Exploding manholes are one of those weird and interesting
side effects of living in a large city. Imagine walking down
the street when all of a sudden a manhole covers flies 50 feet
in the air!
An 85-pound manhole cover can become a
missile when blasted out of the
In this edition of HowStuffWorks,
you'll learn what causes these blasts and how they compare to
the combustion chamber of a car engine.
Shaking the Ground A cast-iron manhole cover
can weigh between 85 and 300 pounds (35 to 136 kg), and
explosions have propelled these massive discs anywhere from 1
foot to 50 feet (0.3 to 15 m) into the air. The real problem
with these explosions (aside from the risk of injury) is the
loss of power in the
Explosions are typically caused when a spark
from wiring ignites gas inside the
In most cases, these are the events that lead to an
Underground cables become frayed from aging,
corrosive chemicals, overload or rats biting them. These
cables carry on the order of 13,000 volts of
These electrical wires heat up the paper, lead
and rubber insulation.
The insulation smolders and catches on fire,
The pressure from the gas builds up inside the
The electrical wires arc like a bolt of lightning
and ignite the gases, causing a powerful explosion.
Depending on the amount of gas-pressure built up inside the
manhole, the cover may flip over or be launched
several feet in the air. Often, there may not be an explosion,
just a lot of smoke or fire.
Some power companies are in the process of replacing solid
manhole covers with slotted manhole covers. These new
covers allow the gas to be released less violently, and also
give an early warning to possible explosions.
Energy Everywhere We don't often realize how
much untapped energy exists all around us. The
principle behind these manhole explosions is similar to how a car
engine works. Imagine a city-sized engine with pistons as
big as buildings. In this analogy, the manholes are the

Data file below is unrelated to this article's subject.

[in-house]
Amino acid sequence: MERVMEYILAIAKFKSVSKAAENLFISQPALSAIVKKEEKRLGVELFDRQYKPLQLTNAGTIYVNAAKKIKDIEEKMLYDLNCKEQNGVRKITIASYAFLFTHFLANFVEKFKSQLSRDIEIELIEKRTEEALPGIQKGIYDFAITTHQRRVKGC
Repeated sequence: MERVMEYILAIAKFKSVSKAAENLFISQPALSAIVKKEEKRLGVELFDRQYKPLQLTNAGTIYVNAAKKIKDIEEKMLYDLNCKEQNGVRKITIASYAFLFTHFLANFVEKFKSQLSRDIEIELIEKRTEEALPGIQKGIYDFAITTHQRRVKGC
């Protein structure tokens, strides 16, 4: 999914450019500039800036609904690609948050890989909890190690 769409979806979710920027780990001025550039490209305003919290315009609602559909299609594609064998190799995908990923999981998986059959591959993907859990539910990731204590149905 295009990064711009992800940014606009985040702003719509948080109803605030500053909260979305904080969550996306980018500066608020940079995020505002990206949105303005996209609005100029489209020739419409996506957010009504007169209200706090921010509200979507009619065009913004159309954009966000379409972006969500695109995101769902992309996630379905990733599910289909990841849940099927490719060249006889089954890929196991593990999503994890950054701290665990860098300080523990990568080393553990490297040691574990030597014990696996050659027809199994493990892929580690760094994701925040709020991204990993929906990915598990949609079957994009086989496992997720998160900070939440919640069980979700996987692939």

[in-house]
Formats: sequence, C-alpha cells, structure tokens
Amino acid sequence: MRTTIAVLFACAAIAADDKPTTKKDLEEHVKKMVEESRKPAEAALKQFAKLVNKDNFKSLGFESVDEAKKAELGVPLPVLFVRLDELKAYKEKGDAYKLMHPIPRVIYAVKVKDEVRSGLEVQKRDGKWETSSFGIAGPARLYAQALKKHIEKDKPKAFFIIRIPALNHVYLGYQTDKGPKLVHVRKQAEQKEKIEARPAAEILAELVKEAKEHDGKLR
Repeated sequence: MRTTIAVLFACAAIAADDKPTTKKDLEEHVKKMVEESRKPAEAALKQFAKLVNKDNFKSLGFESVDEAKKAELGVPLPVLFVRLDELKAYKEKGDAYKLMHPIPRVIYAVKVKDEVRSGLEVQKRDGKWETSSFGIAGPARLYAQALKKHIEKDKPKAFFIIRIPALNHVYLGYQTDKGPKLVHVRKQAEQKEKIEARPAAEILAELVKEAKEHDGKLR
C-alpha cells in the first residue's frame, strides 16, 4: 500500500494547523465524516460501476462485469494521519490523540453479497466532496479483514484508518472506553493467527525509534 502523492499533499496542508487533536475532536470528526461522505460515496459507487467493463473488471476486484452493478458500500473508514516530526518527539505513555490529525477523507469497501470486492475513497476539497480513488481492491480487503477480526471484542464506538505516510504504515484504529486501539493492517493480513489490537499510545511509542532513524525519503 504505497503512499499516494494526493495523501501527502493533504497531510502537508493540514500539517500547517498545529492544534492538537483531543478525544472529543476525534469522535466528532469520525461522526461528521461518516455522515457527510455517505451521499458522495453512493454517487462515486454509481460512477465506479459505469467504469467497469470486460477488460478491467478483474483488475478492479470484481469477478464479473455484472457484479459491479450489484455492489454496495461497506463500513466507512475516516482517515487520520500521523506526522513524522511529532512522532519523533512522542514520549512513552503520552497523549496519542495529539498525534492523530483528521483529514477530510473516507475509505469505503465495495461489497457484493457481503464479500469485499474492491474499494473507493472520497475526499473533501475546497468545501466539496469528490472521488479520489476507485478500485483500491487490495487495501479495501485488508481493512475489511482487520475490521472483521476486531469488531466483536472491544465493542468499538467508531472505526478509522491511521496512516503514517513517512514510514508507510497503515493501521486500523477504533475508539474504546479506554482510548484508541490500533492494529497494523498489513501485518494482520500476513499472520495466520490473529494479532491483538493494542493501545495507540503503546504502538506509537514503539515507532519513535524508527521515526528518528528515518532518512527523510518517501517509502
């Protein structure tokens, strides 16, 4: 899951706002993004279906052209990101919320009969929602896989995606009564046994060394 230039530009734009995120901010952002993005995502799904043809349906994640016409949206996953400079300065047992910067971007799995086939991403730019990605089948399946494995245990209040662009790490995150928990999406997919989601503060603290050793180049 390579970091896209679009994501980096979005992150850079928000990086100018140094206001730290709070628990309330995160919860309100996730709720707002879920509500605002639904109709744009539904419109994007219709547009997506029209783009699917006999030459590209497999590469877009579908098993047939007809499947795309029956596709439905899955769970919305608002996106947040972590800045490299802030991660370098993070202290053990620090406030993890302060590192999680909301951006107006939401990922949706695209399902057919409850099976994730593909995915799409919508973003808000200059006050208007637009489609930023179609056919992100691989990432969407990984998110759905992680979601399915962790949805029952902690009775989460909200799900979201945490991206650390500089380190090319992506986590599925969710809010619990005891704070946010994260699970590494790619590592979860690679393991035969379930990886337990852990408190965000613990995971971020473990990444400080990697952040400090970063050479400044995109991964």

combustion chambers of the engine and the electrical lines are
the spark plugs. These powerful manhole explosions could
theoretically power the city if they happened often enough.
There's a very basic principle behind any reciprocating
internal-combustion engine: If you put a tiny amount of
high-energy fuel (like gasoline)
in a small, enclosed space, and ignite it, an incredible
amount of energy is released in the form of expanding
Like in a car engine, the gas
released from a manhole explosion could push on a piston
and turn a
To understand this, you need to understand the basic
process of an internal-combustion engine. Here's what happens
as the engine goes through its cycle:
Intake stroke - The piston starts at the top, the
intake valve opens and the piston moves downward to let air
and gasoline into the cylinder. Only the tiniest drop of
gasoline needs to be mixed into the air for this to work.
Compression stroke - The piston moves back upward
to compress this fuel/air mixture. Compression makes the
explosion more powerful.
Combustion stroke - When the piston reaches the
top of its stroke, the spark plug emits a spark to ignite
the gasoline. The gasoline charge in the cylinder explodes,
driving the piston downward.
Exhaust stroke - Once the piston hits the bottom
of its stroke, the exhaust valve opens and the exhaust
leaves the cylinder to exit through the tail pipe.
The manholes in question are already filled with an
expanding gas, and any spark is going to expand it further. In
a combustion engine, the explosion causes the gas to push up
on a piston. In a manhole, the explosion pops the heavy
manhole cover right out of the ground.
If it were possible to situate a piston over an exploding
manhole, you might be able to use the power to turn a
crankshaft. Each explosion would release enough force to push
the piston. And if you connected the crankshaft to a generator,
and explosions occurred frequently enough, you could tap the
energy of these mishaps to supply power to the residents of an